# Heat Transfer Rate to Surroundings of Heating Battery

I think this is probably a trivial question, but I am trying to understand how to do a thermodynamic calculation for heat transfer. I want to make a basic resistive heater by shorting a battery, but I want to do it in such a way that the power that goes into heating the battery will be dissipated into the surroundings at a rate such that no heat accumulates in the battery. I have no quantities of resistivity, voltage, or environment temperature, and I am just looking for a general process/equation to use for approximate convective heat transfer.

I think I know how to calculate the rate of heat accumulation in the battery. I do not, however, know how to go about finding the rate of heat transfer to the surroundings given:

Rate of Q_batt, Environment Temp, and any approximate constants for convection through air and the metal battery.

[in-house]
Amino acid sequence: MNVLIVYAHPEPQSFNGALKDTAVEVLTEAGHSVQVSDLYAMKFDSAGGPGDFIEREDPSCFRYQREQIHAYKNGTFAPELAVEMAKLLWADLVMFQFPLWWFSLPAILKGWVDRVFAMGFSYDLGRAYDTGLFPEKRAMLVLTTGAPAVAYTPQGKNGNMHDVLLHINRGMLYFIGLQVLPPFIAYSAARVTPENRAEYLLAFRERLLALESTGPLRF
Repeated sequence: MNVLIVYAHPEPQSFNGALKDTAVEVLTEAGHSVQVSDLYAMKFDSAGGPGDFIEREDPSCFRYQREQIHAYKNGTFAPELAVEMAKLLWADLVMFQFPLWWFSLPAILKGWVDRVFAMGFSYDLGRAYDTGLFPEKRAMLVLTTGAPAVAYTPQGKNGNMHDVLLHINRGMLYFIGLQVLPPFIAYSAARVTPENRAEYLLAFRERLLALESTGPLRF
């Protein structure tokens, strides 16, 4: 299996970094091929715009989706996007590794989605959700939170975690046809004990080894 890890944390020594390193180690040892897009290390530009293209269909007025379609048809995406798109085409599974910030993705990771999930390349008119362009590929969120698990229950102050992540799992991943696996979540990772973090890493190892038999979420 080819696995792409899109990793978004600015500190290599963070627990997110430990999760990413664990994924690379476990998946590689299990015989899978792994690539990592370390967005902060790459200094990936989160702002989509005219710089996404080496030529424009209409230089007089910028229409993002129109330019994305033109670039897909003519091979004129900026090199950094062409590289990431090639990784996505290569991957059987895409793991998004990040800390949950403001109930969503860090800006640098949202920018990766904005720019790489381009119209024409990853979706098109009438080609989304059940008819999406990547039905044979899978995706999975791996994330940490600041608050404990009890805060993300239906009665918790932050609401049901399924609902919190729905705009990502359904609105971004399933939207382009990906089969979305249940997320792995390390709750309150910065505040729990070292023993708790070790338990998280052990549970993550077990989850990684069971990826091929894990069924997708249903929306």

I would appreciate any help understanding that general process! Thank you.

Presumably the power dissipation $$\dot{Q}$$ inside the battery can be Ohmically modelled using only the current $$I$$ and the battery's internal resistance $$R$$.

So now we have two phenomena acting at once:

1. heat input due to Ohmic heating,
2. heat loss to the environment due to convective losses (radiative losses can be ignored at these low temperatures).

It's safe to assume that after some time a regime of steady state is achieved where all quantities are constant.

We can then thermodynamically model this in two ways.

1. use Fourier's Heat Equation but with a load term:

$$\frac{\partial T}{\partial t}=\alpha \nabla^2T+\dot{Q}$$

which in steady state reduces to:

$$\alpha \nabla^2T+\dot{Q}=0$$

Depending on geometry this can still be mathematically very demanding.

1. use Newton's law of cooling:

The law describes convection losses $$\dot{Q_{con}}$$ to the environment. In steady state we have:

$$\dot{Q_{con}}=\dot{Q}$$

where:

$$\dot{Q_{con}}=k A \left(T_{bat}-T_{env}\right)$$

where $$k$$ is the convection heat transfer coefficient, $$A$$ the surface area of the battery, $$T_{bat}$$ the battery's temperature (presumed uniform) and $$T_{env}$$ the environment's temperature.

From here $$T_{bat}$$ can then be estimated.

• Thank you so much! That helps tremendously! Commented Nov 15, 2021 at 0:52
• You're welcome.
– Gert
Commented Nov 15, 2021 at 1:59